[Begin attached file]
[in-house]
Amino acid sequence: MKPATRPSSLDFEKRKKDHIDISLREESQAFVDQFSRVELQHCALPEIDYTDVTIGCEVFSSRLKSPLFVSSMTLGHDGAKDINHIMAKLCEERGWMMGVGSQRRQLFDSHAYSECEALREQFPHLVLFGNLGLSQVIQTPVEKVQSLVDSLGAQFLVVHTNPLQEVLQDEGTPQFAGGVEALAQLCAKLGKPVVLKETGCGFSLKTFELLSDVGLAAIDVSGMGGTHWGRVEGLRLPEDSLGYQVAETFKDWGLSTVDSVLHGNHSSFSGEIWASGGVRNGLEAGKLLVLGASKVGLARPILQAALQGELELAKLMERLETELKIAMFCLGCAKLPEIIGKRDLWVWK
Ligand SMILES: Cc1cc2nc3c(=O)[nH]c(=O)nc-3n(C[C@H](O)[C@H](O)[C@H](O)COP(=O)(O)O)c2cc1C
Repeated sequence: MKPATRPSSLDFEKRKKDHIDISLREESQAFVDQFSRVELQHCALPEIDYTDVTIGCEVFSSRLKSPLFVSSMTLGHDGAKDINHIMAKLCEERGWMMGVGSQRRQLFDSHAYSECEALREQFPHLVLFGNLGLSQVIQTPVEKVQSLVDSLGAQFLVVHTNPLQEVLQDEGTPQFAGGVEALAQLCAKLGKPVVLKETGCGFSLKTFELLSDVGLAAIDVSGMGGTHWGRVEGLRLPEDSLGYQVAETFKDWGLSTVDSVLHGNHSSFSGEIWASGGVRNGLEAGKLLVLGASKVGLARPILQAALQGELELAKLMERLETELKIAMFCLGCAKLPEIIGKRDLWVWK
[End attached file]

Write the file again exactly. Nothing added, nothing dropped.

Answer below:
[in-house]
Amino acid sequence: MKPATRPSSLDFEKRKKDHIDISLREESQAFVDQFSRVELQHCALPEIDYTDVTIGCEVFSSRLKSPLFVSSMTLGHDGAKDINHIMAKLCEERGWMMGVGSQRRQLFDSHAYSECEALREQFPHLVLFGNLGLSQVIQTPVEKVQSLVDSLGAQFLVVHTNPLQEVLQDEGTPQFAGGVEALAQLCAKLGKPVVLKETGCGFSLKTFELLSDVGLAAIDVSGMGGTHWGRVEGLRLPEDSLGYQVAETFKDWGLSTVDSVLHGNHSSFSGEIWASGGVRNGLEAGKLLVLGASKVGLARPILQAALQGELELAKLMERLETELKIAMFCLGCAKLPEIIGKRDLWVWK
Ligand SMILES: Cc1cc2nc3c(=O)[nH]c(=O)nc-3n(C[C@H](O)[C@H](O)[C@H](O)COP(=O)(O)O)c2cc1C
Repeated sequence: MKPATRPSSLDFEKRKKDHIDISLREESQAFVDQFSRVELQHCALPEIDYTDVTIGCEVFSSRLKSPLFVSSMTLGHDGAKDINHIMAKLCEERGWMMGVGSQRRQLFDSHAYSECEALREQFPHLVLFGNLGLSQVIQTPVEKVQSLVDSLGAQFLVVHTNPLQEVLQDEGTPQFAGGVEALAQLCAKLGKPVVLKETGCGFSLKTFELLSDVGLAAIDVSGMGGTHWGRVEGLRLPEDSLGYQVAETFKDWGLSTVDSVLHGNHSSFSGEIWASGGVRNGLEAGKLLVLGASKVGLARPILQAALQGELELAKLMERLETELKIAMFCLGCAKLPEIIGKRDLWVWK